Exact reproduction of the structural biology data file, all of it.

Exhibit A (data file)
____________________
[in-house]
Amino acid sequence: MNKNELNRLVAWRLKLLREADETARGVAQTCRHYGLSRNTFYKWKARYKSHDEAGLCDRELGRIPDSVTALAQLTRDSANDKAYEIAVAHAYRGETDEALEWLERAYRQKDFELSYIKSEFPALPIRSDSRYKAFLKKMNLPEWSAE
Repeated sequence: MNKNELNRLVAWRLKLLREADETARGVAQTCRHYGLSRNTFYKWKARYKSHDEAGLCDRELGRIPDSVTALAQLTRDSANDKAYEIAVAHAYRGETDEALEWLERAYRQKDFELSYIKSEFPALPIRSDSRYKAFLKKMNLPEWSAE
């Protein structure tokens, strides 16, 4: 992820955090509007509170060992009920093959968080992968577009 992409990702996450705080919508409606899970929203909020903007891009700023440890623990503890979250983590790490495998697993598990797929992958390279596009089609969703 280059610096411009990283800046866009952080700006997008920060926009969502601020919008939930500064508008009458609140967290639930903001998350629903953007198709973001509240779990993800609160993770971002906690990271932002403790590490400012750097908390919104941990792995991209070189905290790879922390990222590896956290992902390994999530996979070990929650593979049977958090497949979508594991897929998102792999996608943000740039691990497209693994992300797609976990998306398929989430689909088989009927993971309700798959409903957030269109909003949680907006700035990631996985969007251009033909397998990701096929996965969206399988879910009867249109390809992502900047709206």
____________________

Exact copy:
[in-house]
Amino acid sequence: MNKNELNRLVAWRLKLLREADETARGVAQTCRHYGLSRNTFYKWKARYKSHDEAGLCDRELGRIPDSVTALAQLTRDSANDKAYEIAVAHAYRGETDEALEWLERAYRQKDFELSYIKSEFPALPIRSDSRYKAFLKKMNLPEWSAE
Repeated sequence: MNKNELNRLVAWRLKLLREADETARGVAQTCRHYGLSRNTFYKWKARYKSHDEAGLCDRELGRIPDSVTALAQLTRDSANDKAYEIAVAHAYRGETDEALEWLERAYRQKDFELSYIKSEFPALPIRSDSRYKAFLKKMNLPEWSAE
């Protein structure tokens, strides 16, 4: 992820955090509007509170060992009920093959968080992968577009 992409990702996450705080919508409606899970929203909020903007891009700023440890623990503890979250983590790490495998697993598990797929992958390279596009089609969703 280059610096411009990283800046866009952080700006997008920060926009969502601020919008939930500064508008009458609140967290639930903001998350629903953007198709973001509240779990993800609160993770971002906690990271932002403790590490400012750097908390919104941990792995991209070189905290790879922390990222590896956290992902390994999530996979070990929650593979049977958090497949979508594991897929998102792999996608943000740039691990497209693994992300797609976990998306398929989430689909088989009927993971309700798959409903957030269109909003949680907006700035990631996985969007251009033909397998990701096929996965969206399988879910009867249109390809992502900047709206």